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UK surrogacy laws require automatically naming the surrogate mother’s husband as the father on a child’s birth certificate. A 6-year-old who was born via surrogate sued to have her biological father actually listed on that document, saying that the failure to do so was violating her rights to an accurate identity. This case is a complicated one because the girl was born via a surrogate, using sperm from her biological father and an egg from an anonymous donor.
Along with her biological father’s same-sex partner, the girl argued in court that her biological father’s name should be the one on her birth certificate, not the husband of the surrogate, who had no biological relationship to her. However, the European Court of Human Rights felt differently, ruling that the case was unfounded. Since the girl isn’t being deprived of a legal relationship with her biological father, the court stated that there was no reason or need to adjust the birth certificate to reflect a different name.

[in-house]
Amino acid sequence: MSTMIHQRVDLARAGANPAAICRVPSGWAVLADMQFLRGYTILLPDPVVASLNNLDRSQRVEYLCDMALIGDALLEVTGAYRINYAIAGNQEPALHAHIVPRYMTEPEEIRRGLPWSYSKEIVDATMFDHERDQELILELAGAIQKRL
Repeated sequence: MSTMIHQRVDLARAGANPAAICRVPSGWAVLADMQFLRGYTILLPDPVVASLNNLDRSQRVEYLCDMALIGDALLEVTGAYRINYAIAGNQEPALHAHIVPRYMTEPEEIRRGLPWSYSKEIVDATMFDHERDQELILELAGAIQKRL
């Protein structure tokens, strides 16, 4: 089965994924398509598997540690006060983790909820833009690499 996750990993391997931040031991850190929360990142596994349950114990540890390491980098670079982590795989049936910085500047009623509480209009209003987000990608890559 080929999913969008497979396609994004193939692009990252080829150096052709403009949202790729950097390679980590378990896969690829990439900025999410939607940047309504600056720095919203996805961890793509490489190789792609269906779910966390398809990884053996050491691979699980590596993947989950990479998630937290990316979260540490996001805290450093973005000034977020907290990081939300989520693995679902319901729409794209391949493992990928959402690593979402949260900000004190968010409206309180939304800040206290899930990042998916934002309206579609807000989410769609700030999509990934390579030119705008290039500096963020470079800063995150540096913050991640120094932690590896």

It would be possible to change the father’s name on the child’s birth certificate through a parental order, but that can only be done through the agreement and request of the woman who carried the child, and the child’s biological father. The surrogate and her husband did not consent to that change, so the biological father wasn’t able to have the adjustment made. A breakdown in the relationship between the surrogate and her husband, and the parents resulted in issues.
Because of that, the birth was registered before the parents were ever informed that it had taken place. The court got involved, and decided that the girl would live with the same-sex couple, her parents, (one of whom is her biological father), and that the surrogate and her husband would have access to her frequently. But the relationship remains strained, and the birth certificate will likely continue to be a point of contention.
At The Surrogacy Law Center, we work to help individuals and couples who want to start or grow their families through assisted reproduction. To find out more about protecting your legal rights and your future child’s legal rights throughout the surrogacy process, contact us online or call us at (760) 438-0558 to schedule a consultation today!